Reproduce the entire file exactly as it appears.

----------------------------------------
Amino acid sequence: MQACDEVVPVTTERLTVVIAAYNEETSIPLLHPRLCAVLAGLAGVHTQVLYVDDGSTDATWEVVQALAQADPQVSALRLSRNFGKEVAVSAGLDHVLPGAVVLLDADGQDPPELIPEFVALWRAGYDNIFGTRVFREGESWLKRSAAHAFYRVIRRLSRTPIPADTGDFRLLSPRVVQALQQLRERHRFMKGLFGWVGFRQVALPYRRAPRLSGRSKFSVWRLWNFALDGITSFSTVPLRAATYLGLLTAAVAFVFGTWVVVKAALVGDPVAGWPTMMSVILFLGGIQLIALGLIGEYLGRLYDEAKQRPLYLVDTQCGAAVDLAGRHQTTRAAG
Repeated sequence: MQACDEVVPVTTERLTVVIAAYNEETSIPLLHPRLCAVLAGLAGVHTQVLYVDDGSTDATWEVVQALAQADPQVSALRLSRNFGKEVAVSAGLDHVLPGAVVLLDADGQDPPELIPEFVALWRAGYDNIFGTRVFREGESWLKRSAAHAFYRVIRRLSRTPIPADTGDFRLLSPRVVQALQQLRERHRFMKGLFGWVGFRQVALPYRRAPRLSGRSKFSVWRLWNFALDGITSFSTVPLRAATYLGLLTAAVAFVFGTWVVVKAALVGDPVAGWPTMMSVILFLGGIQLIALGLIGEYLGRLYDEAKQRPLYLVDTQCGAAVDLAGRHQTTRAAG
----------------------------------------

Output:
Amino acid sequence: MQACDEVVPVTTERLTVVIAAYNEETSIPLLHPRLCAVLAGLAGVHTQVLYVDDGSTDATWEVVQALAQADPQVSALRLSRNFGKEVAVSAGLDHVLPGAVVLLDADGQDPPELIPEFVALWRAGYDNIFGTRVFREGESWLKRSAAHAFYRVIRRLSRTPIPADTGDFRLLSPRVVQALQQLRERHRFMKGLFGWVGFRQVALPYRRAPRLSGRSKFSVWRLWNFALDGITSFSTVPLRAATYLGLLTAAVAFVFGTWVVVKAALVGDPVAGWPTMMSVILFLGGIQLIALGLIGEYLGRLYDEAKQRPLYLVDTQCGAAVDLAGRHQTTRAAG
Repeated sequence: MQACDEVVPVTTERLTVVIAAYNEETSIPLLHPRLCAVLAGLAGVHTQVLYVDDGSTDATWEVVQALAQADPQVSALRLSRNFGKEVAVSAGLDHVLPGAVVLLDADGQDPPELIPEFVALWRAGYDNIFGTRVFREGESWLKRSAAHAFYRVIRRLSRTPIPADTGDFRLLSPRVVQALQQLRERHRFMKGLFGWVGFRQVALPYRRAPRLSGRSKFSVWRLWNFALDGITSFSTVPLRAATYLGLLTAAVAFVFGTWVVVKAALVGDPVAGWPTMMSVILFLGGIQLIALGLIGEYLGRLYDEAKQRPLYLVDTQCGAAVDLAGRHQTTRAAG